Joe's Palace

2007

Drama /

0
IMDb Rating 6.9

Synopsis


Downloaded 125 times
5/21/2020 2:39:09 AM

1080p
2.19G
Normal
Hungarian
/
108 min
P/S 1 / 1

Movie Reviews

Reviewed by bcs4 10

It&#39;s always a bit of a surprise to visit here after I&#39;ve seen a wonderful movie. There are intelligent people that see it through eyes that are as valid as mine, yet they saw nothing as I did.<br/><br/>I think it would be wise not to take too much from any of the reviews that you see here. If you are one of the lucky ones that see the film as I did, you will be rewarded by an experience that&#39;s as full as &quot;Howard&#39;s End&quot;. If not, you&#39;ll likely know within the first 15 minutes and you can do something else.<br/><br/>I thought the acting was as good as anything I&#39;ve seen in the past couple of years. It wasn&#39;t just Gambon, it was pretty much across the board. Wynter was unbelievably good. Kelly Reilly was perfect.<br/><br/>If you haven&#39;t read the spoilers yet, don&#39;t. This movie is subtle. Give it a try.

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Reviewed by paul2001sw-1 3

Michael Gambon is one of Britain&#39;s finest actors, and Stephen Poliakoff one of our more interesting dramatists; but rubbish is rubbish, and sadly, &#39;Joe&#39;s Palace&#39; is not very good. Polliakoff has for a long time been interested in the aesthetics of aristocracy (and concordantly sympathetic to the beautiful), but in this film, he indulges these sentiments in the absence of any meaningful context. A reclusive billionaire does nothing with his life because he is consumed by what he fears his father might have done, although he apparently has no idea what this might have been; several historians fail to discover anything, but the girl from the local deli proves a better researcher than them and discovers that the father had been sympathetic to Nazi values; despite having always assumed that his Dad had been a Nazi collaborator anyway, this persuades the billionaire to think of suicide, although not very hard. Then he gives away a tiny proportion of his wealth (some things his father has stolen) and lives happily every after. Meanwhile, he employs a collection of social misfits (a familiar Poliakoff theme) to staff a huge London house he keeps empty; one of them, Joe, a young man with learning difficulties, is patronised by everyone telling him &quot;what a bright boy&quot; he is and watches silently everything that happens, commenting innanely in his diary but somehow becoming everyone&#39;s confident. A slick politician (played by Rupert Penry-Jones, who invests his lines with exaggerated faux-earnestness) and his beautiful mistress (plated by Kelly Reily, who emotes breathlessly but is also unconvincing), also feature for little apparent reason. Meanwhile, everywhere is empty: not just the house, but the streets and parks of London; in every scene, the background is blank, so the Polliakoff can maintain his trademark atmospherics, although you&#39;ll never see real life looking like this. The film as whole, meanwhile, is self-important but no less empty, devoid of real meaning and life, with no real dialogue (a scattering of monologues substitute for it) and, criminally for a film starring Gambon, desperately dull.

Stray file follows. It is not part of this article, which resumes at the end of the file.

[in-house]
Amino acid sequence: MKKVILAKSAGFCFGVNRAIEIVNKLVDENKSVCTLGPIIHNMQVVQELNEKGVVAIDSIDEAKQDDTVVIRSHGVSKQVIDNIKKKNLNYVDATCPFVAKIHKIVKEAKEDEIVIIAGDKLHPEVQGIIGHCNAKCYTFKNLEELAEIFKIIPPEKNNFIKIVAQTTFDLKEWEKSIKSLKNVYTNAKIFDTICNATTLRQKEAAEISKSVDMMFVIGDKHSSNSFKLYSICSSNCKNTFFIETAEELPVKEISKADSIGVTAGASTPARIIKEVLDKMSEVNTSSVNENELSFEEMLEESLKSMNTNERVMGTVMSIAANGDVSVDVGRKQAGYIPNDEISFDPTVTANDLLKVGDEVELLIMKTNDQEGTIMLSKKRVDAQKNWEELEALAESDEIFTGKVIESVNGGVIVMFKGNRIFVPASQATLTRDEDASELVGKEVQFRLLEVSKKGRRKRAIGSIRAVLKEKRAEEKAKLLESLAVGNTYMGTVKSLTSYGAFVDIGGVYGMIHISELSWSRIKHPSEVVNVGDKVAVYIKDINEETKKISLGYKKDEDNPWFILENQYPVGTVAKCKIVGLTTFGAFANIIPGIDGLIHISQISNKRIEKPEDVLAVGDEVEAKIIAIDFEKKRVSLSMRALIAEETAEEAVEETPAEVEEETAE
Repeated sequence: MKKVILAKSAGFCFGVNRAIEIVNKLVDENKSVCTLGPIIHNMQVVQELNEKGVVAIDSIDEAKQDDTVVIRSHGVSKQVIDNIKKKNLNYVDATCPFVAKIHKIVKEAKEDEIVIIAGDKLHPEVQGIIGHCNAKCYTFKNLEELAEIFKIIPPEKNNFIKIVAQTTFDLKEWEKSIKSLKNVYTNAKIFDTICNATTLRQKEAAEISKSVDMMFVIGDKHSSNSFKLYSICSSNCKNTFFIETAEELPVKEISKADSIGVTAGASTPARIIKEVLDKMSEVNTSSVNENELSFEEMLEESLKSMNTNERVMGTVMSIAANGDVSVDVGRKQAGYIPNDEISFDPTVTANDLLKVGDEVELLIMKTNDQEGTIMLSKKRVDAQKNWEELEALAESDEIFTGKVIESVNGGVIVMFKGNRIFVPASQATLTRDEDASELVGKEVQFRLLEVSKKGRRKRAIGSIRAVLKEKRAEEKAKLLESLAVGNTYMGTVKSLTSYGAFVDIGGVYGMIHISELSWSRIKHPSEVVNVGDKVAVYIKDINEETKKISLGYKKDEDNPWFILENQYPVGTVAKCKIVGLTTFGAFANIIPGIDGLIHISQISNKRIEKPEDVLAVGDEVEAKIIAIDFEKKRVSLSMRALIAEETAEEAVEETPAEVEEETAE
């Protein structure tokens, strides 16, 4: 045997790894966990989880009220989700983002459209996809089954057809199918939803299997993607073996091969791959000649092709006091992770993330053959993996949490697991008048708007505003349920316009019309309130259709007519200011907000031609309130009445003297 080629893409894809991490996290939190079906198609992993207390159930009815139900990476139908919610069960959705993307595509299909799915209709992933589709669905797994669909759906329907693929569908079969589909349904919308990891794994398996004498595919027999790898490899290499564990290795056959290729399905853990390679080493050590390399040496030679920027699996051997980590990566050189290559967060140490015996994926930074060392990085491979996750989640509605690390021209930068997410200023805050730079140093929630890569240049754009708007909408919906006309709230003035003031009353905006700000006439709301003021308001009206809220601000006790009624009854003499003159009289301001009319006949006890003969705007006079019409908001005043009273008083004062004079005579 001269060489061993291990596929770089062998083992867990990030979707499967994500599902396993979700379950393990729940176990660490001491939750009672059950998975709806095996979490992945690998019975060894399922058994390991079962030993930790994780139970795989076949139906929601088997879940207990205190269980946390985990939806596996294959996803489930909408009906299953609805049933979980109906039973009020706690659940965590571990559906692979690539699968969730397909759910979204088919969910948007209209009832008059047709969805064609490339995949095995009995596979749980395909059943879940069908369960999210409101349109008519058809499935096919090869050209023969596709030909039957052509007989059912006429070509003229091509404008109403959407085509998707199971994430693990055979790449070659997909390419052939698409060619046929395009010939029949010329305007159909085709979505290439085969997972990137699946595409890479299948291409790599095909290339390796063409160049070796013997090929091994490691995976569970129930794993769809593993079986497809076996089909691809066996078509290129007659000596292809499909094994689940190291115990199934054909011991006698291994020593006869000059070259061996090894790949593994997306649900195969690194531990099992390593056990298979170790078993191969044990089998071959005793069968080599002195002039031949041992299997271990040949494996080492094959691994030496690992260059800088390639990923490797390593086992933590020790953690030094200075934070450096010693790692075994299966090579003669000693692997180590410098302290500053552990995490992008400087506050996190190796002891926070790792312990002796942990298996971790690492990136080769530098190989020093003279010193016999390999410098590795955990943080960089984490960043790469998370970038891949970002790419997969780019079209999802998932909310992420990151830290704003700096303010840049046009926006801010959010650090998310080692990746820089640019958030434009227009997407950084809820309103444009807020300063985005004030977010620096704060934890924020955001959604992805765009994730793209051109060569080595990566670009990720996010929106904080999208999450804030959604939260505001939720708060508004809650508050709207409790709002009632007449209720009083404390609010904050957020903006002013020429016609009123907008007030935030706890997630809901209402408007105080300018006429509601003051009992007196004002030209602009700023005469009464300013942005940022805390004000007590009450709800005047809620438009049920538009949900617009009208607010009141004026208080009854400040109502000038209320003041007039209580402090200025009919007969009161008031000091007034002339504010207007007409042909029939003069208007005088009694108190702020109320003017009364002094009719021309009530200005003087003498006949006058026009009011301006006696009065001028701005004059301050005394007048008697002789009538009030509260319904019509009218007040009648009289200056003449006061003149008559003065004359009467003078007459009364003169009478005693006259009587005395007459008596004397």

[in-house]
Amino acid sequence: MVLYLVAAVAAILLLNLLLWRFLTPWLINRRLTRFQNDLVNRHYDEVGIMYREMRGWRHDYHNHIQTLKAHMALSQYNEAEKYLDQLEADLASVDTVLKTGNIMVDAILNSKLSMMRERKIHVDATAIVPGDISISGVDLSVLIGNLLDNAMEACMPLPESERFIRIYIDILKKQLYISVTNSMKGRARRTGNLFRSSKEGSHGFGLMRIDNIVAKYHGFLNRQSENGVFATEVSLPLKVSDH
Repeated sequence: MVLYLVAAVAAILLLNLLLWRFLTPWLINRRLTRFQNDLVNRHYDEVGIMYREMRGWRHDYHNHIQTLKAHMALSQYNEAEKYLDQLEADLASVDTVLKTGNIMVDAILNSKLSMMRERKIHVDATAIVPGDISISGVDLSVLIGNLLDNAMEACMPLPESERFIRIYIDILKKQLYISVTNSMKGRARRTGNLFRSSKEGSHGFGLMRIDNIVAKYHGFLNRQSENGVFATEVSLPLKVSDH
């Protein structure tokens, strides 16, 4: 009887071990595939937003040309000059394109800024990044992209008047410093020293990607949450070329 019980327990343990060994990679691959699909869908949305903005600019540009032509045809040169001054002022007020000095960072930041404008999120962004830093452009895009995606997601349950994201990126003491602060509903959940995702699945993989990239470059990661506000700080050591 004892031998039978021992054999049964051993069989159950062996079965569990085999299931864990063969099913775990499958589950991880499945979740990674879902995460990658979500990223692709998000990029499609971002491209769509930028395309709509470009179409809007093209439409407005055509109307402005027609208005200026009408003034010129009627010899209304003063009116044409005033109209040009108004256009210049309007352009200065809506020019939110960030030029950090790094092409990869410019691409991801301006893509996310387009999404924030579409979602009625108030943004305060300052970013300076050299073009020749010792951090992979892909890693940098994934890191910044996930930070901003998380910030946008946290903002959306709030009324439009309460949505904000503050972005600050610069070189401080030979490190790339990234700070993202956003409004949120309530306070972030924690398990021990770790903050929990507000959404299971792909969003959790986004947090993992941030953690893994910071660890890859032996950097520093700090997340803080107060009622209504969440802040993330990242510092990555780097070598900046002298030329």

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Reviewed by UkrainianHeiress 10

I agree with the first review here- I didn&#39;t want the film to end. All of the characters seem very realistic to me; the plot feels real; the performances are very focused and sincerely done, especially that of Michael Gambon, who really shines but is sly and subtle in this performance; the writing is very mature and paced very well. I didn&#39;t read any hints or reviews in advance so the turn in the plot near the end truly shocked and saddened me. I chose to view it because Janet Suzman recommended the author&#39;s work to me. Overall, I found the writing and the entire production to be very powerful. It haunted me for quite some time. Thank you, Ms. Suzman, for your advice, and makers of this work for a finely made film! (It&#39;s still available on HBOGO.)

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